Historically and geographically, the Gaza Strip has been directly linked to Egypt. Since Hamas's takeover of Gaza in 2007 and the subsequent Israeli blockade, the Egyptian border town Rafah has been the main gate of the enclave to the outside world, Xinhua reported.
Mohamed al-Bayook, a 39-year-old resident of the southern Gaza town of Khan Younis, is following with deep concern the recent turmoil in Egypt.
"May Allah (God) protect Egypt and its people," al-Bayook said while watching TV news along with his neighbours.
Ever since the violence broke out in Egypt, during which hundreds of people were killed and injured, the streets of Gaza have been almost empty and the commercial movement in main markets nearly stalled.
"Israel is closing the Gaza Strip, Egypt destroys more than 80 percent of the border tunnels (under Gaza) and Hamas keeps its control on Gaza, therefore, I believe there is no hope that our suffering would end," added al-Bayook.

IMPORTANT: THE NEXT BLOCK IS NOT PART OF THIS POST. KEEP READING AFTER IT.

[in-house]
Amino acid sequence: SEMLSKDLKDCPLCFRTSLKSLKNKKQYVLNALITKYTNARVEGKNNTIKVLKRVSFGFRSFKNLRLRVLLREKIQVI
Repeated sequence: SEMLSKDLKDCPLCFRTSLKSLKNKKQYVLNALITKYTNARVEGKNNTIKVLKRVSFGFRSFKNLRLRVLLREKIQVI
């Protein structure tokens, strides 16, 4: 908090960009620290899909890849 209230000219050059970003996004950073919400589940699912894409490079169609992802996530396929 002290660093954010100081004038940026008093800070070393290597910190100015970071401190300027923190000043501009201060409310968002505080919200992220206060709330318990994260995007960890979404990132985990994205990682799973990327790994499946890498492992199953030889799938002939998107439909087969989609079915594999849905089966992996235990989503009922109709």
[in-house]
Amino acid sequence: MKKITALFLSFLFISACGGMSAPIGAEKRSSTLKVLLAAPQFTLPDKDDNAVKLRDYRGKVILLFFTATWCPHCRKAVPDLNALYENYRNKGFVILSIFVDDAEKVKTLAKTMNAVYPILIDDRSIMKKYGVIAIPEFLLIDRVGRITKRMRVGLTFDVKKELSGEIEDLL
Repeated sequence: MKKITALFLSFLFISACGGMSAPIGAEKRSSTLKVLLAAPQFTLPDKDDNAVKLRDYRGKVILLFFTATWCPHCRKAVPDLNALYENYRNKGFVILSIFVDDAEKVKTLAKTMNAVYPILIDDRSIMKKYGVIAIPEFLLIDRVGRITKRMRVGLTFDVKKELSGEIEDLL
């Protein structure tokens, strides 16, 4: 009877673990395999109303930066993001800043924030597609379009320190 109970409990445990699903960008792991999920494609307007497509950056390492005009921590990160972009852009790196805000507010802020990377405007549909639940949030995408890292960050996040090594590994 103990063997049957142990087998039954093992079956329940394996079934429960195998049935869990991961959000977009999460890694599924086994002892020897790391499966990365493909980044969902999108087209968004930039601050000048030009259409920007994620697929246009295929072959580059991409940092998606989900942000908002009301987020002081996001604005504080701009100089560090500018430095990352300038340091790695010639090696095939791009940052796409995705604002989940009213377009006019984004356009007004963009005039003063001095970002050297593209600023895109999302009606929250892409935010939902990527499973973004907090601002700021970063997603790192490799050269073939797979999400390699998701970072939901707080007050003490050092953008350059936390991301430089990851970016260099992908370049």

Over the last six years, Egypt has been sponsoring the Palestinian internal dialogue and negotiating ceasefire agreement between Hamas and Israel.
"The recent unrest in Egypt not only affects life in the Gaza Strip, but also ends the national dialogue between Hamas and Fatah," said Hani Habib, a Gaza-based political analyst.
However, he said if the Egyptian army and the government succeed in restoring stability, "the situation in the Gaza Strip might get better".
--IANS (Posted on 19-08-2013)